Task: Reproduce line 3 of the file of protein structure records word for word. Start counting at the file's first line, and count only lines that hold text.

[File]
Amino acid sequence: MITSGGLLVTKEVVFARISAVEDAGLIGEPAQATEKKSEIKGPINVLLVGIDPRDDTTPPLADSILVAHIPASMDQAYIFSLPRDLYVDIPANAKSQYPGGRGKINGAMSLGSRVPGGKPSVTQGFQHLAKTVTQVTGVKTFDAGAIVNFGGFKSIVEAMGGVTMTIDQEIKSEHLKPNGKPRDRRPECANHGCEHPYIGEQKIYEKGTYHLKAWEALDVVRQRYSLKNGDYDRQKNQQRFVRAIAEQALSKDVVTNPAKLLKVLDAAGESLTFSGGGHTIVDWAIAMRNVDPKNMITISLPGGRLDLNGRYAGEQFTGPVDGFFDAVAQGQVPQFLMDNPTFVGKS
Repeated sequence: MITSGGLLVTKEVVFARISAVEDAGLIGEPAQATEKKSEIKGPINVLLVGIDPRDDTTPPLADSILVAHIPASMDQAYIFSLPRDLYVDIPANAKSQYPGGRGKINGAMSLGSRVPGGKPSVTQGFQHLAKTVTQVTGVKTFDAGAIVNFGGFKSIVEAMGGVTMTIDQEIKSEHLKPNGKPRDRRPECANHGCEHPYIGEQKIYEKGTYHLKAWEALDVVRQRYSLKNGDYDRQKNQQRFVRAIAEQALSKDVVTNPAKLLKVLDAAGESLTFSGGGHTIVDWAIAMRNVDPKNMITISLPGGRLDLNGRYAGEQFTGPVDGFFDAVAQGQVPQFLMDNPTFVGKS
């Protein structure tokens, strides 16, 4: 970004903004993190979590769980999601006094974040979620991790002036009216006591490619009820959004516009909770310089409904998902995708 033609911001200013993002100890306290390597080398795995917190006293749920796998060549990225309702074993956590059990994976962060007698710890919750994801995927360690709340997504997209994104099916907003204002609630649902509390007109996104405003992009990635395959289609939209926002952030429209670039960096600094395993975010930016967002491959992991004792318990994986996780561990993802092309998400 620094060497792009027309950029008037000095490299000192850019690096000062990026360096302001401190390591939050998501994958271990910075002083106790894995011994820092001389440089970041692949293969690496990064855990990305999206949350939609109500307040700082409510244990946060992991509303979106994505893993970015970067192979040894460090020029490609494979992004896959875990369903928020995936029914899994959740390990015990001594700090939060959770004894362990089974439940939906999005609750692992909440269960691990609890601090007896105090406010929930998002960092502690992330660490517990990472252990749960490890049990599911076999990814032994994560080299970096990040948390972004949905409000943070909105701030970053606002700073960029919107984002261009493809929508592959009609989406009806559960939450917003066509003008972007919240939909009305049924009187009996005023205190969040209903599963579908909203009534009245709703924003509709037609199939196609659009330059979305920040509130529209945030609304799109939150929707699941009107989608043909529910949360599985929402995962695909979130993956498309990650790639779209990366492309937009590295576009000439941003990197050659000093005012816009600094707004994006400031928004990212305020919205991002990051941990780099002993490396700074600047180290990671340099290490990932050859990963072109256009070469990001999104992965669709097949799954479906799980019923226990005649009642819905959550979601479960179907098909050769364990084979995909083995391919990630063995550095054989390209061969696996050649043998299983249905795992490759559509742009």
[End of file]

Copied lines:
């Protein structure tokens, strides 16, 4: 970004903004993190979590769980999601006094974040979620991790002036009216006591490619009820959004516009909770310089409904998902995708 033609911001200013993002100890306290390597080398795995917190006293749920796998060549990225309702074993956590059990994976962060007698710890919750994801995927360690709340997504997209994104099916907003204002609630649902509390007109996104405003992009990635395959289609939209926002952030429209670039960096600094395993975010930016967002491959992991004792318990994986996780561990993802092309998400 620094060497792009027309950029008037000095490299000192850019690096000062990026360096302001401190390591939050998501994958271990910075002083106790894995011994820092001389440089970041692949293969690496990064855990990305999206949350939609109500307040700082409510244990946060992991509303979106994505893993970015970067192979040894460090020029490609494979992004896959875990369903928020995936029914899994959740390990015990001594700090939060959770004894362990089974439940939906999005609750692992909440269960691990609890601090007896105090406010929930998002960092502690992330660490517990990472252990749960490890049990599911076999990814032994994560080299970096990040948390972004949905409000943070909105701030970053606002700073960029919107984002261009493809929508592959009609989406009806559960939450917003066509003008972007919240939909009305049924009187009996005023205190969040209903599963579908909203009534009245709703924003509709037609199939196609659009330059979305920040509130529209945030609304799109939150929707699941009107989608043909529910949360599985929402995962695909979130993956498309990650790639779209990366492309937009590295576009000439941003990197050659000093005012816009600094707004994006400031928004990212305020919205991002990051941990780099002993490396700074600047180290990671340099290490990932050859990963072109256009070469990001999104992965669709097949799954479906799980019923226990005649009642819905959550979601479960179907098909050769364990084979995909083995391919990630063995550095054989390209061969696996050649043998299983249905795992490759559509742009």